Ten years ago today, a startup called YouTube uploaded its first video.
Co-founder Jawed Karim, in a private test of the fledgling service's capabilities, posted a short video of himself at the San Diego Zoo. The 18-second clip shows Karim unenthusiastically noting how elephants have "really really really long, um, trunks. And that's cool. And that's pretty much all there is to say."
Actually, there's a lot to say. From that modest beginning, a mammoth has evolved.
It's difficult to overstate just how big YouTube is: By the time you finish watching Karim's "Me at the zoo," other YouTube viewers around the globe will have collectively watched more than seven years worth of video. In the time it takes to watch that test video two more times, about 12 days of footage will have been uploaded to Google's video site.
Today, YouTube attracts more than 1 billion unique visitors a month -- or one out of every seven people on the planet. And that audience is helping create online stars. Today's fastest-rising celebrities aren't coming out of Hollywood. They're teens hamming it up or breaking it down in front of the computer to create a.
That dominance wasn't a foregone conclusion. In 2006, Google paid $1.65 billion for YouTube, which was founded by Karim along with entrepreneurs Chad Hurley and Steve Chen. The sheer might of its parent, though, didn't guarantee success. (How frequently do you check your Google+ social network, for example?) Several factors early in YouTube's existence played out in its favor and set it on the path to becoming the biggest media platform on the planet.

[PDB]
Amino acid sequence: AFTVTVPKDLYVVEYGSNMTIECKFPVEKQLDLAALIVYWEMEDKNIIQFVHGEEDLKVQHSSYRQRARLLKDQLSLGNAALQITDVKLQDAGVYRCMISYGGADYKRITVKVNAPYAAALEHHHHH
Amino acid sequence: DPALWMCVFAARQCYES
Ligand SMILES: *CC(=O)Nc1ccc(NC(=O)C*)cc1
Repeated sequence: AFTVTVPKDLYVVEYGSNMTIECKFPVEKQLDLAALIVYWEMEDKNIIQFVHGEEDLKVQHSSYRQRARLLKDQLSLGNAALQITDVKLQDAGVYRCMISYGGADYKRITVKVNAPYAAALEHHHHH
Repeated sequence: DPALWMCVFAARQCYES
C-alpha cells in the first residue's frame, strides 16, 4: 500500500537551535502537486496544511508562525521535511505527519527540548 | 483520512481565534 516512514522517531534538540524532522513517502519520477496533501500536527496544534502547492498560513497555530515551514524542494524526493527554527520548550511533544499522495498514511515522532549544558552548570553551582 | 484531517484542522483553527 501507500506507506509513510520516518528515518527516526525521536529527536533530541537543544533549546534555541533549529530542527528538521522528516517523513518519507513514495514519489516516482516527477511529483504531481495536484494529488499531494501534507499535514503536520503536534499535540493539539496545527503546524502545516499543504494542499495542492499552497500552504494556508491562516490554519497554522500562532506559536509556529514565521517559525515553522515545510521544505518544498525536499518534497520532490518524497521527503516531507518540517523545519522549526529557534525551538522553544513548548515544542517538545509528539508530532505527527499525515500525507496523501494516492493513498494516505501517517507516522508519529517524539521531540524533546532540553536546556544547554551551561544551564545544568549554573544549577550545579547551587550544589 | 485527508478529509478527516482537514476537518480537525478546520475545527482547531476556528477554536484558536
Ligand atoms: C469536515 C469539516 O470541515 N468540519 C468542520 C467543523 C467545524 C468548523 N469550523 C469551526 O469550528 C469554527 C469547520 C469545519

"No one organization has done more for creatives in the whole history of humanity than Google or YouTube," said Will Keenan, who heads the US digital division of television production giant Endemol.
YouTube's main attraction at first wasn't the videos you could watch but the files you could store online. The founders wanted to create an easy way to share videos, not necessarily a place to sit back and let others watch them. At a time when video files were large and online storage capabilities for them were scarce, YouTube's appeal was in its role as an early version of now popular cloud-based service Dropbox.
"People were already videotaping at that time, but they had no way to store that content," recalled Zefr cofounder Rich Raddon, whose company helps studios manage their copyrighted material on YouTube. "It was more of an archivist point of view."
Here, Google's resources were key.
"They were really able to benefit from Google's scale," said Laszlo Bock, Google's head of human resources. Bock started at Google in 2006, the same year the search engine bought YouTube. For Google, the challenge was finding a balance between getting involved enough to be helpful but not a hindrance.
One of Google's perks was its arsenal of technology. The infrastructure needed to sustain heavy usage was daunting for a startup but not for one of the Internet's biggest companies.
"It was necessary that the platform got bought early by Google because the sheer costs to store and code and stream all that video were massive," said Raddon. Google's data centers around the world distributed content to make it quick to access so viewers didn't have to wait for videos to load. "When you hit play, there isn't that much buffering because that content had been spread out, localized throughout the world."